Prior to becoming HUD secretary, Donovan served as commissioner of the New York City Department of Housing Preservation and Development (HPD). Before that he worked in the private sector on financing affordable housing and was a visiting scholar on the preservation of federally-assisted housing at New York University. Donovan also was a consultant to the Millennial Housing Commission established by Congress to expand housing opportunities.

During the Clinton administration, Donovan served as a Deputy Assistant Secretary for Multifamily Housing at HUD. He has also worked at the Community Preservation Corporation (CPC) in New York City and earlier as an architect.

Donovan becomes the government’s 40th budget head. In 1921, the Bureau of the Budget was established in the Treasury department under the Budget and Accounting Act. In 1939, it moved to the Executive Office of the President and in 1970 became the Office of Management and Budget.

President requests $58.6 billion for FY2015 Overseas Contingency Operations

Monday, June 30th, 2014

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The budget request for DoD Overseas Contingency Operations (OCO) for FY2015 is $58.6 billion, the White House announced late last week. The enacted level of OCO funding in FY2014 was 85.3 billion.

The amended budget request submitted by the president is $20.8 billion less than the $79.4 billion funding placeholder included in the budget request sent to Congress in March.

The OCO request will fund $54.3 billion for DoD costs for Operations Enduring Freedom (OEF) in Afghanistan, $0.3 billion for transition activities in Iraq, $4 billion for the Counterterrorism Partnership Fund (CTPF), and almost $1 billion for the European Reassurance Initiative (ERI).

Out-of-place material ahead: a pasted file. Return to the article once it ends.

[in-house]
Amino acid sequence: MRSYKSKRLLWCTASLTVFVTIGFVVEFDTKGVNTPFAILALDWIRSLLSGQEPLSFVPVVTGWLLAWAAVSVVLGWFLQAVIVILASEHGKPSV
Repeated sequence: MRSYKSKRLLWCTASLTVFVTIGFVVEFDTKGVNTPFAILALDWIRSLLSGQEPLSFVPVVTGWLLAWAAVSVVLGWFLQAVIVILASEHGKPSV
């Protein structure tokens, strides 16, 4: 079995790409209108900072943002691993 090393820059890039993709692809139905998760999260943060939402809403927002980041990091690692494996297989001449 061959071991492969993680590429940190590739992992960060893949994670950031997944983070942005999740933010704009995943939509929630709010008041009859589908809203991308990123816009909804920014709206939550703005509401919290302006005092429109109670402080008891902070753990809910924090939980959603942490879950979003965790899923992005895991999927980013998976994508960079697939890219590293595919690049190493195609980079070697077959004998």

Based on the president’s recently-announced redeployment decision, U.S troop levels in Afghanistan will decline to 9,800 by the end of December 2014, with further decrease to 5,000 by December 2015. Average troop levels in Afghanistan will decline from 37,234 in FY2014 to 11,661 in FY2015.

However, the DoD costs for war-related support will not decline proportionately, according to DoD justification material. DoD’s forward presence around the Middle East in support of OEF will not decline significantly in FY2015. Costs for transporting troops and equipment back to the United States and to retrograde equipment and reset the force will continue, as will costs to close bases, conduct associated environmental remediation, and to dispose of unexploded ordnance. Continued costs are also necessary to meet the demands for high-end Intelligence, Surveillance, and Reconnaissance (ISR) and to support the Afghan National Security Forces, according to DoD.

The OCO request includes $11 billion for operations and force protection in Afghanistan. These costs support special pays and the pay and allowances for mobilized Reserve Component personnel, deployed civilian personnel costs, ground combat and aviation operating costs, C4I, and supplies and sustainment costs.

The funding request also will provide $18.1 billion for in-theater support outside of Afghanistan. Forces providing this support include afloat and expeditionary forces, engineers and fire support, and other capabilities that support troops operating in Afghanistan. In addition to OPTEMPO costs and transportation, this funding includes maintenance and contractor logistics and Defense Logistics Agency (DLA) services, fuel losses, and fuel transportation.